Spit Happens #35 Wine Food Films
I have had some spare time lately and decided to go back and watch a few wine and food related films. This has been a fun way to armchair travel the world of wine and stretch my brain at the same time. So I figured why not share my favorites with you ? Ultimately wine is about taste but what adds to the context is the people and the place. Also understanding the back story about a particular practice or ritual in wine can create a deeper understanding of the forces at work that create a wine culture . All types of wine are needed for a wine culture to survive from basic vin de table to super collectible wines. Here is my top three list of favorite wine films:
This documentary was released in 2004 and is a snapshot into impending globalization of wine and some of the possible consequences . There is a discussion of generational changes in wine making that touch on the transition in Hubert Montille’s winery and the shifting public taste in wine from Volnay and the role that gender plays in succession. Hubert passed away ten years later. There is a section focused on Michelle Rolland that focuses on his influence in wine making around the world and the Parkerization of wine. Also an interview with the Mondavi family and their planned expansion into France and what that might mean. A portion of the film spends some time with Robert Parker. There is a hilarious scene with his dog that I’m not going to spoil. A lot has happened in the time between the films release and now so it’s interesting to see what they got right and what has happened to a number of these pivotal players in the wine world.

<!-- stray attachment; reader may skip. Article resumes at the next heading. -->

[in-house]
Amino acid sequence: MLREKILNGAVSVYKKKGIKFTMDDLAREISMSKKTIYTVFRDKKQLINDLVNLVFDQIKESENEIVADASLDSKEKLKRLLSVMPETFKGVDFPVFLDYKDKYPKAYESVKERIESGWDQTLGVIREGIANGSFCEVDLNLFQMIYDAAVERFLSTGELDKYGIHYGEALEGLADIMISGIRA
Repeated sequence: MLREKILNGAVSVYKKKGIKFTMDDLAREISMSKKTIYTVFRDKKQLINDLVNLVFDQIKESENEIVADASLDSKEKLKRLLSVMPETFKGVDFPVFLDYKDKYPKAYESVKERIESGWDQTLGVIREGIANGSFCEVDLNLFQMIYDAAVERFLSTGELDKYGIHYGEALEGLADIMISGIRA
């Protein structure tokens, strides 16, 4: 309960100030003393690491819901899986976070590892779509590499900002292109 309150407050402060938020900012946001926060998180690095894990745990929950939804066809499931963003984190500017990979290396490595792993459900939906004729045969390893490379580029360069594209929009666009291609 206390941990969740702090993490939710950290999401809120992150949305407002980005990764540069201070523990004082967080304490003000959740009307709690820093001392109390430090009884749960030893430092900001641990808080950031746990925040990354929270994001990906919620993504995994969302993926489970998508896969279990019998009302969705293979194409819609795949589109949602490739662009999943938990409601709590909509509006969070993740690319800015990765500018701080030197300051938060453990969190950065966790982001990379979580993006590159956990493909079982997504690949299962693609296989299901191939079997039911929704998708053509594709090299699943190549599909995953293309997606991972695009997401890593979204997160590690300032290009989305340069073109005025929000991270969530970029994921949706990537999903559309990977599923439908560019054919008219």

There are two major wine qualifications available for people who are interested in a non-production related carreer . Master of Wine or Master Sommelier . This movie follows 4 industry professionals along the path towards the Master Sommelier Exam and the mentorship provided by some notable Icons of the wine world most notably a gentleman named Fred Dame . Fred was the first non European to lead the Court of Master Sommeliers and the first person to pass all three parts of the Master Sommelier exam in a single year . There is a fine line between competency , deep knowledge and obsession and these 4 candidates cross the line back and forth many times. By the end you are vested in the experience and interested in the outcome. Not what you expect. And the description of a wine smelling like a tin off freshly opened tennis balls is cringe worthy and hilarious all in one.
About this time you are probably wondering if I’m going to write about Sideways. Well I’m not I’m going to go farther back and reference a piece of fiction.
From Amazon.ca “ Released in 1987, Babette’s Feast is a film which depicts so little, yet says so much. Set in a rural Danish community, it centres around the twin sisters of
the village pastor and the French women who serves them after fleeing the 1871 revolution. On winning the lottery she plans a feast to mark the centenary of the sisters’ father, bringing a dimension of fine living into the lives of the God-fearing Lutherans and healing festering personal animosities in the process. “ I love this film in it’s spare quiet delivery and the meaning of sharing food and wine and the deeper symbolism of what it means to cook for people. It’s also about the ability of food to bridge the gaps of social division . Cooking and sharing a meal is not just about fuel for your body ( although it can be) It’s also an expression of caring and love for your fellow humans. This film shows how much emotion and gratefulness can be expressed simply by the attention you pay your food and it’s presentation. Lovely sentiment and a restrained message.
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